The Village Green Preservation Society

As I began work on my book A Certain Gesture: Evnine’s Batman Meme Project and Its Parerga!, I was uncertain whether to write about the memes as their creator or whether to adopt a separate persona for the editorializing, thus fracturing my voice between the memes and commentaries. My decision to write about the memes in the third person came from my gut. Despite occasional moments of frustration, engendered by the difficulty this fracture creates for saying some of the things I want to say, I have more and more felt thankful for that early decision and I have come to be able to endorse it not just with my gut but with some explicit awareness of why it is significant.

One reason it is significant has begun to emerge in my recent thought and writing about the project and was first articulated in this post. (And how appropriate it should have become conscious in the course of a different exercise in splitting, a self-interview!) The book is a protest against the totalization involved in academic work and perhaps the most basic form of totalization, so basic we would never even think to identify it at all as noteworthy most of the time, is the unity of the author’s voice. The form of my book disrupts this unity. There is no single authorial voice but… well, at least two (I won’t give away more now), the voice of the meme-maker and the voice of the editor.

Half an hour or so ago, I was listening to “The Village Green Preservation Society” by The Kinks and it made me realize another aspect of this splitting of my authorial voice. The splitting emphasizes, or accentuates, a tendency I have in general to move so smoothly between speaking in my own voice, and so meaning what I say, to various forms of parody, and so not meaning what I say, that I often cannot myself tell whether and when I am being serious. Even before I adopted a formal device for explicitly splitting my voice in my book, I have always already been splitting it implicitly.

This is why I have loved The Kinks for so long: such fluid movement between seriousness and parody is the usual modus operandi of Ray Davies. In the song in question, the singer does little more than come up with absurd names of groups that the Kinks are – the Village Green Preservation Society, the Office Block Persecution Affinity – and lists things that God should save. But while many of the expressed values are no doubt sincere, several are absurd and some are very unlikely. Who is speaking and what is going on? Do the things that we might suspect are not really valued mean that we should understand the others as parody? I think the answer is that the voice keeps changing and that, often, Ray Davies himself would not know whether he was serious or not.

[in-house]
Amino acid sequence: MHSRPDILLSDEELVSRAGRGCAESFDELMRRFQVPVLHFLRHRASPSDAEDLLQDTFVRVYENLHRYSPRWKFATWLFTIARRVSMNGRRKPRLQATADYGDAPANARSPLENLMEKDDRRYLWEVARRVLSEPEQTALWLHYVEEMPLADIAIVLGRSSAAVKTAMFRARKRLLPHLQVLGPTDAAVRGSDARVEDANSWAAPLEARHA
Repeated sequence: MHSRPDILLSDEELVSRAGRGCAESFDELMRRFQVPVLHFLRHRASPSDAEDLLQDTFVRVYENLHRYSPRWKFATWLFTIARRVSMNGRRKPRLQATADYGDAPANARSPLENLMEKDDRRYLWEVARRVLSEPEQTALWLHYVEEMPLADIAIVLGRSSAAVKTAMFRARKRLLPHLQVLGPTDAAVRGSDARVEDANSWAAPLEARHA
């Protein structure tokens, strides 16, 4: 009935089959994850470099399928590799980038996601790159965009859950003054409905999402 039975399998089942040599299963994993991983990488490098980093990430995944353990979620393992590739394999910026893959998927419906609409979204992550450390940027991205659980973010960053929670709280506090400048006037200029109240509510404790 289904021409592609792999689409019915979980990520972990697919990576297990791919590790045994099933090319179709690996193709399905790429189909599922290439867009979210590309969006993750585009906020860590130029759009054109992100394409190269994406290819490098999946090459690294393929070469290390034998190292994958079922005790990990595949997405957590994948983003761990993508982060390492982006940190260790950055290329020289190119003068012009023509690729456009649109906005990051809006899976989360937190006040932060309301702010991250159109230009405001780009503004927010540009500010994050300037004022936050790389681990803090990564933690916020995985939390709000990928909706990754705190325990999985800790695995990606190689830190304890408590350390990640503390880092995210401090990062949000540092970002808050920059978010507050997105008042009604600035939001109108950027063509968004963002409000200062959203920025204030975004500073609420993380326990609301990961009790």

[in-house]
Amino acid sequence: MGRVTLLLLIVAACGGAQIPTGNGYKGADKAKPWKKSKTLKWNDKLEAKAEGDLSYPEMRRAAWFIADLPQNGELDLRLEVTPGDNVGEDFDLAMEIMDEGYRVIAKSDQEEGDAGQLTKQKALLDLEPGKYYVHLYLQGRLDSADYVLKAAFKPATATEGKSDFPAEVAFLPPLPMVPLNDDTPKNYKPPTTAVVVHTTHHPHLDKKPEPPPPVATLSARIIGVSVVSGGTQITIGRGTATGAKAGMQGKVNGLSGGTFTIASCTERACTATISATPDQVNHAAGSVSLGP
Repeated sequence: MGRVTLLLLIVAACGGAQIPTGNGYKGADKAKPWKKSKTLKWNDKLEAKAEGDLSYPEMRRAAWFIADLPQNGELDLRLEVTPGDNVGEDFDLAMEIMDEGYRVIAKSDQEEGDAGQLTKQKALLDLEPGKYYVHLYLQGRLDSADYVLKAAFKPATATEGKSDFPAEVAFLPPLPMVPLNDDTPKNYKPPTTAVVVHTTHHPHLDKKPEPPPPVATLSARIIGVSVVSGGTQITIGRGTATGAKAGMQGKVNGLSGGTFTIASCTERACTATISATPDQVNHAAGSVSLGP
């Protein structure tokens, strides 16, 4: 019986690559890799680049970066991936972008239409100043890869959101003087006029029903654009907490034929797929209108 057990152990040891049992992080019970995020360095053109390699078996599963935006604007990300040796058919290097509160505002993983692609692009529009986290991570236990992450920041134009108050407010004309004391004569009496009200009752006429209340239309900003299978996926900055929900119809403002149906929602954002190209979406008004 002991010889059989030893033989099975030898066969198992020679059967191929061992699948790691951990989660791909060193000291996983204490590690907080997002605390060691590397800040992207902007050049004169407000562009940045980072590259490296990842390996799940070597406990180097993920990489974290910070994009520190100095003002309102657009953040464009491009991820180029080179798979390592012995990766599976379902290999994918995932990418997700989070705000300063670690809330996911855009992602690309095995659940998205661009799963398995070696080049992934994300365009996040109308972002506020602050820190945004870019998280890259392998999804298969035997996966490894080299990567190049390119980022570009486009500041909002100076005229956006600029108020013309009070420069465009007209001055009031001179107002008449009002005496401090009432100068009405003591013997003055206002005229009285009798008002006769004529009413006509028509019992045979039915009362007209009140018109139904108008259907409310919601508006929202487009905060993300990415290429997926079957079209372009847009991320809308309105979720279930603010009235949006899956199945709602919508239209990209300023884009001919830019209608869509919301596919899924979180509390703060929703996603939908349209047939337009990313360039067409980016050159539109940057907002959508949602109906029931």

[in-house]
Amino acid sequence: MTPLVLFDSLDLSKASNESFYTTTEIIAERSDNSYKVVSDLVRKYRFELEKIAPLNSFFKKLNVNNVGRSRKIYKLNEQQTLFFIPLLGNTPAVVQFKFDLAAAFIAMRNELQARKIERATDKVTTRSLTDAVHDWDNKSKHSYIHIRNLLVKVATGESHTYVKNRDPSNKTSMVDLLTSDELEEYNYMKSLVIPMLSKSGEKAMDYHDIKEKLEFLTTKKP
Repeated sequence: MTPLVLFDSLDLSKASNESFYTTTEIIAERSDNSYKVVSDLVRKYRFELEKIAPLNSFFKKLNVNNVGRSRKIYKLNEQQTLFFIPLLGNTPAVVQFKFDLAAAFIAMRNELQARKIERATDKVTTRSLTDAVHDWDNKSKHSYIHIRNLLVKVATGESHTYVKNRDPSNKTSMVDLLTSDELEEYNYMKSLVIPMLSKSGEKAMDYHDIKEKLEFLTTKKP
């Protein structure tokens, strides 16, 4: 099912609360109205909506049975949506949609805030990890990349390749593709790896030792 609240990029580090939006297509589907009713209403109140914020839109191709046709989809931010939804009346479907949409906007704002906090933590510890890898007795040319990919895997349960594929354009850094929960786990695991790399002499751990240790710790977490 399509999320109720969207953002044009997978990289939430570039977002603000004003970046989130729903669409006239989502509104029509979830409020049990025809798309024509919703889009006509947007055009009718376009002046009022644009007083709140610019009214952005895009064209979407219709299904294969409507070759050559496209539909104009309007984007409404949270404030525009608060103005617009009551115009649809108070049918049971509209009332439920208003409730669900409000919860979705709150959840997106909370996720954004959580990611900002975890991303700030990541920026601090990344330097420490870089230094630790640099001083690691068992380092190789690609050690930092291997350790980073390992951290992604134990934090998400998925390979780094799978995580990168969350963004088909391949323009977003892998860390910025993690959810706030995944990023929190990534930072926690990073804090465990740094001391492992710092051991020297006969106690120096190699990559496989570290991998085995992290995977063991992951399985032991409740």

I have always been intrigued by this feature of Ray Davies’s songs. (I remember I wrote something about them along these lines for a fanzine a school chum of mine produced back in 1976 or so.) It’s hard to know if I have been influenced by Ray Davies on this or whether I have just always liked him because it resonates with me. But listening to the song just now, I felt my book’s affinity with it!

Excisions: 6 (The girl is mine)

I mentioned in a couple of previous posts that I decided to excise a number of the memes that were going to be part of my book. It was sufficient for a meme to be excluded that I did not envisage being able to write anything of interest (to me) in the commentary on it. I have now set myself the goal of posting the excised memes here, in an occasional series, and trying to write something of interest (to me) about them, thus proving my decision to exclude them mistaken! Also, in this parergonal space around the book, I will write about the memes without the pretense that their maker is someone other than myself. I am curious to see how this affects the nature of my writing about the memes.

she's-mine

This was originally posted on Facebook on March 15th, 2016. The text is from the song by Michael Jackson (with the participation of Paul McCartney) “The Girl is Mine.” There are, I think, three interesting features of this meme.

First, it superimposes two contexts of conflict each of which can function independently of the other, but which together generate a pattern of  “interference waves” because their conflicts oscillate at different wavelengths. The first, of course, is the conflict in the image, an older man perpetrating physical violence on an adolescent whose guardian he is. The second is the conflict between the two rivals in the song, arguing over whose the doggone girl is. This second conflict itself is played simultaneously in two registers. Explicitly, it is presented as good-natured, friendly rivalry. (The music is cool and laid back; the two sing their rivalry in sweet harmony…) But implicitly, as we all know, such rivalries can be deadly – for both the protagonists and the objects of their possessive love. (This duality, it seems to me, is brilliantly emphasized by the use of the word “doggone,” a humorous and mild euphemism, apt for the friendly rivals, but a barely concealed transformation of the violent and explosive expression “God damn” (or “goddam”).) But neither of these two registers coincides with the conflict in the image. The friendly rivalry of the lovers is less serious than the conflict of the image; the potentially deadly rivalry more serious. There are thus three levels of conflicts reverberating, across two media (the visual and the aural) and the result is a highly-charged meme, bursting with tension. Continue reading “Excisions: 6 (The girl is mine)”